A couple of weeks ago Dr. Ben Dykes- one of my favourite translators, one of the very few to have a proper curriculum studiorum, when the greater part has a self education, ie no title and competence – posted in Deborah Houlding site a preview of his last work Persian nativities– which includes al-Khayyat’s Judgement on nativities, and Liber Aristotilis, a work written by Mashallah and then translated in Latin by Hugo of Santalla around 1100, which is more interesting for me.
We know that traditional astrology is not an uniform group of tools, rules and techniques, so sometimes it’s difficult to find a common thread in it, we should just collect single inputs trying to put them together.
Surely this is the case of profession and trade determination.
Not all the planets can be chosen as significators of trade, but the ones called “of the swift motion”:
Stars rising with portions of ecliptic, the so-called paranatellonta, have a central place in traditional astrology.
Ancient texts give a lot of room to this subject, Manilius dedicated to paranatellonta the whole fifth book of his Astronomica, Firmicus lists them in two of the eight books of Mathesis, and the list of 30 stars given by the Anonymous 379 was a standard list in astrological literature of MiddleAges and Renaissance, even if with the necessary update in stars’ position.
Paranatellonta were so important because ancients believed that the fate of the native derived from the Ascendant. Proclus in his comment to Plato writes for example:
Degrees rising with the horoscope contain all the virtue of generation, so for example they produce some births proper to the priesthood and others that are without any honour.
The most famous and in the same time enigmatic astrologer who wrote about paranatellonta was Teucer of Babylon: his text is arrived to us in fragments or in the abridged version quoted by Rhetorius, but it was the source for one of the most influential work of the astrological art, Liber VI of Albumasar Introductorium Maius.
The images described by Albumasar were then mentioned in IbnEzra’s Beginning of Wisdom and used as source by Pietro d’Abano for his Astrolabium Planum, published at the end of 1400 by Johannes Angelus.
My experience with Albumasar starts from the end: i.e. from the lecture given in Rome together with Anton Grigoryev about the frescoes of Villa Farnesina I arrived to the Renaissance representation of paranatellonta, a year later I had the luck to have betwen my hands an original copy of Angelus’ Astrolabium Planum and from that book I arrived to Albumasar text. It was a very difficult and hard road….
My English translation of Albumasar pages about paranatellonta- I believe it’s the only one since the German translation made by Dyroff in 1903- comes from the Latin version of John of Seville.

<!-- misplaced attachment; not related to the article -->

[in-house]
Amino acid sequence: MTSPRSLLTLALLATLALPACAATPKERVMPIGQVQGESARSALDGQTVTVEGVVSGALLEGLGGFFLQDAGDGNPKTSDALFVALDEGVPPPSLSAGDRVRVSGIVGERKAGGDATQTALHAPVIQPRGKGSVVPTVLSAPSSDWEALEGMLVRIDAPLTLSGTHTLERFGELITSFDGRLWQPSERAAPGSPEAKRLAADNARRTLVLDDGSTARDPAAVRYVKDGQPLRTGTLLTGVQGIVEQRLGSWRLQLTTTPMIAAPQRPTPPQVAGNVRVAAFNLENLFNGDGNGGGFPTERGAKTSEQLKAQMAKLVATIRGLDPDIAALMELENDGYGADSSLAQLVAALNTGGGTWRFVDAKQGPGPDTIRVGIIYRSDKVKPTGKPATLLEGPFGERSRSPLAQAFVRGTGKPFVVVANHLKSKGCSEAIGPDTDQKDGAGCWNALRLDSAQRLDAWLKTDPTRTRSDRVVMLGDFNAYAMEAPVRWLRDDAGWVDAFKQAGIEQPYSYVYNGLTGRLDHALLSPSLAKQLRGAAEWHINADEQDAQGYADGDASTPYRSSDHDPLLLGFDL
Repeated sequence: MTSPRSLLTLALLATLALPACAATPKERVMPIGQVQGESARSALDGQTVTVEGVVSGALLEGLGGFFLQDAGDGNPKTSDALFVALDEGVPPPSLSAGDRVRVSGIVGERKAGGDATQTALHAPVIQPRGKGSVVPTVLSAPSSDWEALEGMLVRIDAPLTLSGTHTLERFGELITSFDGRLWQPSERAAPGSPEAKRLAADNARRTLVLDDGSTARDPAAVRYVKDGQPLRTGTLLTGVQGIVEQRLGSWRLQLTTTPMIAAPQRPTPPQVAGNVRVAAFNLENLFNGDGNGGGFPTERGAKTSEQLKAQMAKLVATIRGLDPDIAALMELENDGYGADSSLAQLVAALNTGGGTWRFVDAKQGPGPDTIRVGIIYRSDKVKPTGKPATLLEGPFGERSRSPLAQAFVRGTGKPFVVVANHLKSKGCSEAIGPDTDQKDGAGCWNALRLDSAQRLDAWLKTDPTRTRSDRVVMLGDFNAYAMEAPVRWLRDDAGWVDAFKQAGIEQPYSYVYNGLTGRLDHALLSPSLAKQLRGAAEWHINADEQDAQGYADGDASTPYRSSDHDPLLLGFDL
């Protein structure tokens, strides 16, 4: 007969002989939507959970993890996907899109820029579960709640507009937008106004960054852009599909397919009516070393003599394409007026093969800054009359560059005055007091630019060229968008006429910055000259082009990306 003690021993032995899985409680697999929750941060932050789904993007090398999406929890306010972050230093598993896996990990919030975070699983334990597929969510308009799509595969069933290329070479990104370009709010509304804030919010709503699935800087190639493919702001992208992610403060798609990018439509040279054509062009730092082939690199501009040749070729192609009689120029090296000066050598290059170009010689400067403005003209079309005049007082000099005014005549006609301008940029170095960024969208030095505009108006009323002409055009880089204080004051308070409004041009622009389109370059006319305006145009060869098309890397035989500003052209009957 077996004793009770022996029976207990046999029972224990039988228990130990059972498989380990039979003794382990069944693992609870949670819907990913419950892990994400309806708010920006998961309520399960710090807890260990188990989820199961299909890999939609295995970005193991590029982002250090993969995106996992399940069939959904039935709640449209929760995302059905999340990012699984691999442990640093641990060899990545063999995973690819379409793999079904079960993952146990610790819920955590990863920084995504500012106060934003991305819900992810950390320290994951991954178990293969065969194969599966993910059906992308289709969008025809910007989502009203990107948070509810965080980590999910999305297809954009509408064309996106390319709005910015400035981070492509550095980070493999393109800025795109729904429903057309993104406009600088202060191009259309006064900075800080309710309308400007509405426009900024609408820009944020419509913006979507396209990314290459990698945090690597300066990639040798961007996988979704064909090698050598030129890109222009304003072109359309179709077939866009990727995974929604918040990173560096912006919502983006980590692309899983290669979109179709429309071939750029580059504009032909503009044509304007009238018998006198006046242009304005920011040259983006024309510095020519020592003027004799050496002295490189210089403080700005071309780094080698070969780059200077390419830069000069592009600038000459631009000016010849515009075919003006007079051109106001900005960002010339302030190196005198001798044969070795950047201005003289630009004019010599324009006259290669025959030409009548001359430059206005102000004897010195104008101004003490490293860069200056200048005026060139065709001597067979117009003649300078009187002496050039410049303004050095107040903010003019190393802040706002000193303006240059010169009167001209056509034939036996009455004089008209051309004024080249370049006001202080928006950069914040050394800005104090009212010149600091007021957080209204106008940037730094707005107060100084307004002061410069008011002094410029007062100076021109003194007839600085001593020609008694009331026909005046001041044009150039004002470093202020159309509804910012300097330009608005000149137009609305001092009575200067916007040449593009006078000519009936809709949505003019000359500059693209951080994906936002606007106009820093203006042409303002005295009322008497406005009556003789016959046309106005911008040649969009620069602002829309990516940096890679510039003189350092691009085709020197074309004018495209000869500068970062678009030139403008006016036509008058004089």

The booklet has 64 pages (Albumasar text from page 5 to 42, notes, pictures and bibliography). This is a sample.
The cost is 20 euro (25 dollars) payable through PAYPAL. I will send a link for download as soon the money is credited. Please don’t forget to write your @ address.
Inquiries and orders through bookshop page.
In the traditional astrology blog of Dorothy Kovach there is an interesting and as usually well written article about the year of the Ox and some notes about Chinese calendar.
Still practioners of traditional astrology would remember some lines from the famous book of Franz Boll, Wilhelm Gundel, Carl Bezold, Sternglaube Und Sterndeutung Die Geschichte Und Das Wesen Der Astrologie,, 3° ed. (Leipzig ;Berlin: B.G. Teubner, 1926).
Boll was the “inventor” of Teucer of Babylon, published Teucer’s text quoted by Rhetorius in CCAG VII, and noticed that Albumasar text about paranatellonta came directly from Teucer’s text.
Gundel was the author of the very famous essay about decans Dekane und Dekansternbilder, and the publisher of the hellenistic astrological florilegium known as Liber Hermetis, which contains another famous chapter about paranatellonta (the XXV), beyond another version of the list of 30 beibenia stars (the III).
Bezold was an orientalist with some interest in Chinese culture.
I had my copy of the translation of Sternglaube from someone I believed a dear friend, and now just makes me very confused and unhappy – anyway even astrologers could be wrong in their judgements 😦
In the book Boll explains how the Chinese calendar with 12 animals – the rat, ox, tiger, rabbit, dragon, snake, horse, sheep, monkey, rooster, dog, and boar – it‘s not a peculiar tract of Chinese culture, but it’s in our Western astrological tradition, in the so-called dodekaoros.
The following text is an English translation from a Spanish book written at the court of Alphonse the Wise around the second half of 13th century, and known as Vaticanus Reginensis 1283.
Alfonso D’Agostino, in his edition of the book, identifies two main sources for the manuscript, Ghayat al-hakim and the Great Introduction of Albumasar.
The Spanish manuscript shares some chapters with Latin Picatrix, translated at the court of Alphonse too.
Barataria, 6 (Napoli: Liguori, 1992).
Alejandro García Avilés, “Two Astromagical Manuscripts of Alfonso X,” Journal of the Warburg and Courtauld Institutes, 59 (1996), 14-23
David Pingree, “Some of the Sources of the Ghāyat al-hakīm ,” Journal of the Warburg and Courtauld Institutes, 43 (1980), 1-15
David Pingree, “Between the Ghāya and Picatrix. I: The Spanish Version ” Journal of the Warburg and Courtauld Institutes, 44 (1981), 27-56